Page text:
IT’S a long and lonely wait if you miss the train at Redcar British Steel.
Only 40 passengers got on or off there last year — making it Britain’s least used railway station.
Opened in 1978 to serve the huge Teesside steelworks, the North Yorkshire station was hit by the closure of the coke ovens and blast furnace three years ago, leading to a drop in demand for rail services. Just four Northern trains stop there each day between Monday and Saturday, two to Bishop Auckland and two to Saltburn. There are no trains on Sundays.
It has no ticket machines, no waiting room, no toilets and no step-free access. The nearby town featured in BBC documentary The Mighty Redcar.
The other three railway stations with fewer than 100 entries and exits in 2017/18, according to Office of Rail and Road figures, were Denton, Greater Manchester (70), Teesside Airport, County Durham (74), and Stanlow and Thornton, Cheshire (92). Many rarely used stations stay open because it is easier to arrange for a train to stop infrequently than obtain permissionfor closure. Rail enthusiasts often visit the least used station from the previous year to boost its numbers.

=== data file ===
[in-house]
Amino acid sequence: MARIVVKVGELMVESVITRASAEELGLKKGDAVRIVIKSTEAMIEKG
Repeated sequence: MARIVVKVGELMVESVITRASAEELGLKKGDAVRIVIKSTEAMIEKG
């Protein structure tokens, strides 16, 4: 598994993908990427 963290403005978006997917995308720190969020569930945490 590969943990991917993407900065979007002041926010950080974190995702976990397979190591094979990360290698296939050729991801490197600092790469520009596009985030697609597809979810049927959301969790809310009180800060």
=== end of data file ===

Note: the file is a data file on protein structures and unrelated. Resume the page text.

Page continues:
London Waterloo was the most used station with 94.4million passengers.